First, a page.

Way back in the halcyon days of 2019, I booked a video game-themed dinner reservation. Eric Rivera, chef and owner of addo:incubator (a Seattle-area restaurant with quirky, experimental menu choices that hosts pop-up events and other unique meals), planned to host a series of dinners themed around The Oregon Trail.
In fact, the premise was:
Join Eric for a 7 course tasting menu inspired by the original game The Oregon Trail. You may or may not make it, dysentery is a thing.
I love The Oregon Trail. I love fancy dinners. I don’t love dysentery, but I do love a wild premise and a theme. I had to be a part of this.
And then COVID happened. My initial date was set for May 2020. Naturally, that didn’t happen; at that point, Washington was still in phase one of opening, which meant no indoor dining. They offered to reschedule or give credit for a takeout meal, but I was dedicated—I wanted to experience this dinner as it was intended, so we rescheduled for October.
We’re now in extended phase two in Washington. Indoor dining is allowed at lower capacity, but addo, along with Rivera’s other restaurants, has not reopened its dining rooms. I appreciate that, just as I appreciate how Rivera’s restaurants have turned to offering ready-to-heat, low- to medium-cost meals in a uniquely difficult time. I could have canceled my reservation at this point, but I held on, less out of hope that something was going to radically change by the time my reservation came up and more because I respect what Rivera is doing.
Of course, things got worse in October and indoor dining still presents a distinct risk, especially for the workers of Seattle restaurants. So addo offered a uniquely 2020 option for this dinner: they’d deliver the food and we’d all hop on Zoom to do a sort of weird and funky version of the planned dinner and game. I took the opportunity, surprised that they were willing to deliver a meal to me, almost an hour away, at no extra cost.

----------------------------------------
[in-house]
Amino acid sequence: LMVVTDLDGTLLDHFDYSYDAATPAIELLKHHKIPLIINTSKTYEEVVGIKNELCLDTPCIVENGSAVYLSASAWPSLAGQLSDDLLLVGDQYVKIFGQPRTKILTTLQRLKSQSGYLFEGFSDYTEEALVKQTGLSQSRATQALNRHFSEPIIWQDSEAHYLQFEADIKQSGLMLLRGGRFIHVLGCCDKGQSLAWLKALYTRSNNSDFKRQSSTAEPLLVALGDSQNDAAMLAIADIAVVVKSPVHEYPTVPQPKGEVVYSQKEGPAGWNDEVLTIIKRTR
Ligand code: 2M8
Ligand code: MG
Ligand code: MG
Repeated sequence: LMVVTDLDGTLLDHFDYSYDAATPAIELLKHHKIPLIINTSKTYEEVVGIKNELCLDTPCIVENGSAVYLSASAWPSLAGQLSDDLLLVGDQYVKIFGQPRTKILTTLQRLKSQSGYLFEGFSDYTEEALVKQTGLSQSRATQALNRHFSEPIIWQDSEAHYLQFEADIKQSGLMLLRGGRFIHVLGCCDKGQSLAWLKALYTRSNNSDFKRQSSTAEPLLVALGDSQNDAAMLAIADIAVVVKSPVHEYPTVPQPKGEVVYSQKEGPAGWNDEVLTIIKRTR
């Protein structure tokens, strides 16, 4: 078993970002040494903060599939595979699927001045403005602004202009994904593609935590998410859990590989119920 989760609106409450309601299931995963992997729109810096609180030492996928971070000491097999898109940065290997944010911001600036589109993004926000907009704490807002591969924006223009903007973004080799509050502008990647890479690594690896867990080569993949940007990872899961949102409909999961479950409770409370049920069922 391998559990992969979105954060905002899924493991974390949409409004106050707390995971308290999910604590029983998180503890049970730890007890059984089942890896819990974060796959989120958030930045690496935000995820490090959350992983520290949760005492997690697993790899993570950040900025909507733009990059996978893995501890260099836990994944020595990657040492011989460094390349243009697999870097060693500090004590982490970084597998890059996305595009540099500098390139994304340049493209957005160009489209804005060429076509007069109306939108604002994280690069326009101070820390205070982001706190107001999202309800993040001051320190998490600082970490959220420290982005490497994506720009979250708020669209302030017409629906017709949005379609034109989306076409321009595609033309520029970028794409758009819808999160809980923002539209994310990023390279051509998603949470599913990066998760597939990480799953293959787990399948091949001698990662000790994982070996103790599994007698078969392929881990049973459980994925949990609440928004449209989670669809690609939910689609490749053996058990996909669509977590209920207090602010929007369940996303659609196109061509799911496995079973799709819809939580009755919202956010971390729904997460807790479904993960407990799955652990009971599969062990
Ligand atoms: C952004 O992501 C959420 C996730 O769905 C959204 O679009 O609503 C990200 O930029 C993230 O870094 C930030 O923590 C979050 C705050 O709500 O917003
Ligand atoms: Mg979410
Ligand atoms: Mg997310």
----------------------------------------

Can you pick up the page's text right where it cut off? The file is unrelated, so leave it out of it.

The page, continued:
The food arrived without incident: four courses consisting of trail mix, jerky, oxtail stew, and a fancy cake dessert I have no name for, plus two bottles of wine (one for each of our parties, except neither of us drink wine). The instructions said to eat our stew before the Zoom call, but to enjoy our snacks, wine, and dessert during, if we chose. I snuck a peek at everything, as well as tasting the trail mix and jerky as soon as it arrived, some seven hours before the event.
The trail mix consisted of a mix of spicy and sweet ingredients, including sweet granola clusters, spicy popcorn, nuts that I think were pecans, and dried cranberries. It was a good deal fancier than anything the actual Oregon Trail travelers would have eaten (I’m making assumptions, but they probably didn’t have access to Hershey’s chocolate out there), but it did have a nice, hearty flavor that kept it from feeling too much like an unsatisfying, bougie take on trail mix. Verdict: pretty good.
I also took a sample of the jerky because I’m a filthy sneak with no patience. Later, when I learned that my husband doesn’t like jerky, I had a little premature feast, but my first indiscretion was nibbling on a normal, sneaky-sized piece. Appropriately salty with nice cracked pepper. More on the dry side of jerky than the chewy side, which I appreciate. Verdict: pretty good.